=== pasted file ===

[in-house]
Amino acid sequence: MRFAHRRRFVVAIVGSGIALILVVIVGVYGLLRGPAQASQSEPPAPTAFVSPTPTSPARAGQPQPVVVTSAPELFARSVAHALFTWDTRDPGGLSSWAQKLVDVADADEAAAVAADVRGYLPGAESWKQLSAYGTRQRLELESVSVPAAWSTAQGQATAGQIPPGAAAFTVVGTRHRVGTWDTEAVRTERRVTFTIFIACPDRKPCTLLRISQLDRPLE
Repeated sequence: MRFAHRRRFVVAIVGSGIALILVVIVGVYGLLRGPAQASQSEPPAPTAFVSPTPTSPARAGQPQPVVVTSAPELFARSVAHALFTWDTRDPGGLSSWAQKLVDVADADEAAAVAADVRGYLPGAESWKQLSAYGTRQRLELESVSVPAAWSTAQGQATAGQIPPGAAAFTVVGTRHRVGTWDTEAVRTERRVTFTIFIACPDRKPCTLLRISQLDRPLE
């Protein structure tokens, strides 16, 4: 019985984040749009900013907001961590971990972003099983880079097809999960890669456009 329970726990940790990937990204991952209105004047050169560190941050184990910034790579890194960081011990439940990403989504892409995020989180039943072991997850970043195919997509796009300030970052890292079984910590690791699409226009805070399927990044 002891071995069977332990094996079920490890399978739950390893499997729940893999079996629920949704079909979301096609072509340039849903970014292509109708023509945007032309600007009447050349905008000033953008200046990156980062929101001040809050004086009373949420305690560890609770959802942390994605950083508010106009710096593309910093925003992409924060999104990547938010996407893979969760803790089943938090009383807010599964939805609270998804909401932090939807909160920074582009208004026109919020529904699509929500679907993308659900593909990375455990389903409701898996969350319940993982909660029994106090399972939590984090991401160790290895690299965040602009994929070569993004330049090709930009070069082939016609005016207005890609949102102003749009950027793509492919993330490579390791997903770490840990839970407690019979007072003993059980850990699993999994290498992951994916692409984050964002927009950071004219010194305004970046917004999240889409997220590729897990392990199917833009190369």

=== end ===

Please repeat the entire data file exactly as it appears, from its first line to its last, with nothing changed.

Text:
[in-house]
Amino acid sequence: MRFAHRRRFVVAIVGSGIALILVVIVGVYGLLRGPAQASQSEPPAPTAFVSPTPTSPARAGQPQPVVVTSAPELFARSVAHALFTWDTRDPGGLSSWAQKLVDVADADEAAAVAADVRGYLPGAESWKQLSAYGTRQRLELESVSVPAAWSTAQGQATAGQIPPGAAAFTVVGTRHRVGTWDTEAVRTERRVTFTIFIACPDRKPCTLLRISQLDRPLE
Repeated sequence: MRFAHRRRFVVAIVGSGIALILVVIVGVYGLLRGPAQASQSEPPAPTAFVSPTPTSPARAGQPQPVVVTSAPELFARSVAHALFTWDTRDPGGLSSWAQKLVDVADADEAAAVAADVRGYLPGAESWKQLSAYGTRQRLELESVSVPAAWSTAQGQATAGQIPPGAAAFTVVGTRHRVGTWDTEAVRTERRVTFTIFIACPDRKPCTLLRISQLDRPLE
């Protein structure tokens, strides 16, 4: 019985984040749009900013907001961590971990972003099983880079097809999960890669456009 329970726990940790990937990204991952209105004047050169560190941050184990910034790579890194960081011990439940990403989504892409995020989180039943072991997850970043195919997509796009300030970052890292079984910590690791699409226009805070399927990044 002891071995069977332990094996079920490890399978739950390893499997729940893999079996629920949704079909979301096609072509340039849903970014292509109708023509945007032309600007009447050349905008000033953008200046990156980062929101001040809050004086009373949420305690560890609770959802942390994605950083508010106009710096593309910093925003992409924060999104990547938010996407893979969760803790089943938090009383807010599964939805609270998804909401932090939807909160920074582009208004026109919020529904699509929500679907993308659900593909990375455990389903409701898996969350319940993982909660029994106090399972939590984090991401160790290895690299965040602009994929070569993004330049090709930009070069082939016609005016207005890609949102102003749009950027793509492919993330490579390791997903770490840990839970407690019979007072003993059980850990699993999994290498992951994916692409984050964002927009950071004219010194305004970046917004999240889409997220590729897990392990199917833009190369």